Last year was a difficult one for investors in Lions Gate Entertainment (NYSE:LGF-A) (NYSE:LGF-B), but it may have marked a turning point for the beleaguered company. Shares fell by more than 50% as the turnaround long sought by shareholders appeared elusive. However, the movie studio and subscription video purveyor's increasing focus on streaming video is finally beginning to bear fruit, and its return to growth may finally be gaining steam.
Investors will be watching closely for signs of continued traction when Lions Gate releases the financial results of its fiscal 2019 third quarter after the market close on Thursday, Feb. 7. Let's recap Lions Gate's second-quarter results, look at some current events, and review the company's guidance to see if it provides any insight into what investors can expect when Lions Gate reports earnings.
A mixed bag
For the second quarter, Lions Gate reported revenue of $901 million, a decline of 4% year over year and topping analysts' consensus estimates for $892 million. Operating income increased 29% to $39 million, resulting in a loss per share of $0.67, much worse than the $0.07 gain in the prior-year quarter. The loss was the result of a one-time charge to settle a lawsuit brought by Starz shareholders after the $4.4 billion acquisition. Excluding that one-time impact resulted in adjusted earnings per share of $0.22, far exceeding expectations of $0.10.
The media networks segment was the sole high point, with revenue of $377 million, up 5% year over year, while profitability soared to $123 million, up 19%. This was driven by the second consecutive quarter of growth in both traditional cable and over-the-top subscribers for Starz. Domestic subscribers grew by 1.3 million to 25.1 million.
The best news for Lions Gate investors is the increasing number of distribution deals for Starz, which joined Virgin Media in the U.K. on Nov. 29. The company has plans to expand its availability in other territories and markets.
Streaming platform Roku (NASDAQ:ROKU) recently announced that Starz will join its premium add-on lineup. Subscribers to the free, ad-supported Roku Channel will be able to purchase Starz along with a number of other cable channels and network offerings and receive a consolidated monthly bill. This will undoubtedly expand the reach of Starz, which has been a big push for Lions Gate in recent years.
The company has been rolling out Starz as a purchase option on Amazon (NASDAQ:AMZN) via its Prime Video to international audiences in the U.K. and Germany. At the same time, the Starzplay subscription video-on-demand (SVOD) service has been performing above the company's expectations after rolling out in the Middle East and North Africa. The SVOD service is also scheduled to debut in France, Italy, and Spain in the near future, and Lions Gate has plans to expand to 15 international markets in the coming three years.
Finally, there were reports earlier this month that Lions Gate is laying off a number of employees from its motion-picture segment after a tough year for the studio. Revenue from motion pictures declined more than 22% over the previous three quarters, due to difficult comps from the prior-year period. These moves come as Lions Gate is increasingly focusing on the streaming market for growth. The company has a big film slate for the coming year, with a sequel to its highly successful John Wick franchise, a reboot of Hellboy, and another chapter in the fan favorite Medea series of films.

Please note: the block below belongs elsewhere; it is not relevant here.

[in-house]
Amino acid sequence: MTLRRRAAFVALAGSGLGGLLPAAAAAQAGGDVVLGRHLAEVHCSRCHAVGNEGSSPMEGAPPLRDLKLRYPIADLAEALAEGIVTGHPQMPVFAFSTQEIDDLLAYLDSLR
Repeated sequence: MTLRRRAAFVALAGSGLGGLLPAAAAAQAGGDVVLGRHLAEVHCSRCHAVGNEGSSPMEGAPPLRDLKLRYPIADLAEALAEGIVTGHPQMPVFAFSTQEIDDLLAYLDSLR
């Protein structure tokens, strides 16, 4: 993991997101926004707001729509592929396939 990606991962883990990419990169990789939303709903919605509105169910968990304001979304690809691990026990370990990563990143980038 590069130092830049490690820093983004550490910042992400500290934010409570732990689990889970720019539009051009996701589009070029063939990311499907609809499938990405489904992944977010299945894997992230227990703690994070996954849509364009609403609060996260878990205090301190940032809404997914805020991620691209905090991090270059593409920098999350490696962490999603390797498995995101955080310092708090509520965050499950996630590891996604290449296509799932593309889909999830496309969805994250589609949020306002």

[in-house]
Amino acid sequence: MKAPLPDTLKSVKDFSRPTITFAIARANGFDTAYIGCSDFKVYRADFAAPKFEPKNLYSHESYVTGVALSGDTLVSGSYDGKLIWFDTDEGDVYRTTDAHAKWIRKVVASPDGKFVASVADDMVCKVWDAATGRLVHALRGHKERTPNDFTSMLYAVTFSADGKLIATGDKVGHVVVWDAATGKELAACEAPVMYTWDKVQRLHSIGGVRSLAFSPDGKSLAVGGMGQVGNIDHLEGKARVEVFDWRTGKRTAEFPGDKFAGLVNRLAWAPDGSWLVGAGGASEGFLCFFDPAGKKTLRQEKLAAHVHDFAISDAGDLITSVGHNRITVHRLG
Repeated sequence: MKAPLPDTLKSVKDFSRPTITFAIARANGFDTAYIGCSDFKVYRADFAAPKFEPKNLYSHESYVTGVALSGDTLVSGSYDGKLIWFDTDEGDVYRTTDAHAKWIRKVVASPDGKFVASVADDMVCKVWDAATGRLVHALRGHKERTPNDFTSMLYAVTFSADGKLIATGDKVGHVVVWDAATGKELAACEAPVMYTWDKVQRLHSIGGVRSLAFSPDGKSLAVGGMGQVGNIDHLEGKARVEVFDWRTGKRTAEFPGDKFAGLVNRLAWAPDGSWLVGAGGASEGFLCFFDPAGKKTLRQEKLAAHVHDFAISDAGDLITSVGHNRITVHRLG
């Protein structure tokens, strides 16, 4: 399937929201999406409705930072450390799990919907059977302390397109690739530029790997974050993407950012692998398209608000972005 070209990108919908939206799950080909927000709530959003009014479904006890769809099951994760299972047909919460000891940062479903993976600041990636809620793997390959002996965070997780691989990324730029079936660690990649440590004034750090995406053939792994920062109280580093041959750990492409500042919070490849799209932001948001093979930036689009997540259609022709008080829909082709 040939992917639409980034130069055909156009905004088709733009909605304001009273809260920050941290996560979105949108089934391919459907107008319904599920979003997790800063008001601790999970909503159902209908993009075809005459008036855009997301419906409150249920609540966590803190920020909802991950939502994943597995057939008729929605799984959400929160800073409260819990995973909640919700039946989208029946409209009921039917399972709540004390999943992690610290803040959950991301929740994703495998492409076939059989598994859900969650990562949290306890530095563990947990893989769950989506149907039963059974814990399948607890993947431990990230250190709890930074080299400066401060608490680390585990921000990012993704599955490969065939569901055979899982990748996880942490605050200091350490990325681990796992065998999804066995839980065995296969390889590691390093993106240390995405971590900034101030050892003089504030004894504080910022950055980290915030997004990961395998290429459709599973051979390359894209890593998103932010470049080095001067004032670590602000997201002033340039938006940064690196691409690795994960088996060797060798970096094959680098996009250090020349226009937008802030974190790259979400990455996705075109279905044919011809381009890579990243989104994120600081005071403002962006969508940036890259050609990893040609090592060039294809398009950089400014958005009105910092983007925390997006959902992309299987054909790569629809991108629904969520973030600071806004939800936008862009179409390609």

A look ahead
Lions Gate doesn't provide quarterly guidance to shareholders, preferring to keep its focus on the longer term. The company previously provided some broad strokes, saying it plans to deliver a three-year adjusted OIBDA (operating income before depreciation and amortization) compound annual growth rate in the mid to high single-digits.
While we don't want to get caught up in its short-term mindset, we can look to Wall Street for specifics -- and to gauge the overall sentiment toward the company. For the fiscal third quarter, analysts' consensus estimates are calling for revenue of $1.01 billion, a decline of about 12% year over year, and earnings per share of $0.08, a far cry from the $0.87 from the same quarter last year. It's important to note that the prior-year quarter was impacted by a one-time tax benefit of $165 million, or about $0.79 per share. Adjusting for that one-time benefit, analysts are expecting earnings per share that are flat compared to last year.
Investors are optimistic going into Lions Gate's financial release, as shares have rallied nearly 30% over the past five weeks. With its heavy bet on a shift to streaming, if the company fails to make progress, the resulting sell-off could be brutal. On the other hand, successful progress in the worldwide expansion of Starz is ongoing and will likely help the company maintain its recent momentum. We'll know much more when Lions Gate reports earnings after the market close on Thursday, Feb. 7.
John Mackey, CEO of Whole Foods Market, an Amazon subsidiary, is a member of The Motley Fool's board of directors. Danny Vena owns shares of Amazon, Lions Gate Entertainment Class A, and Roku, Inc. The Motley Fool owns shares of and recommends Amazon, Lions Gate Entertainment Class A, and Lions Gate Entertainment Class B. The Motley Fool has a disclosure policy.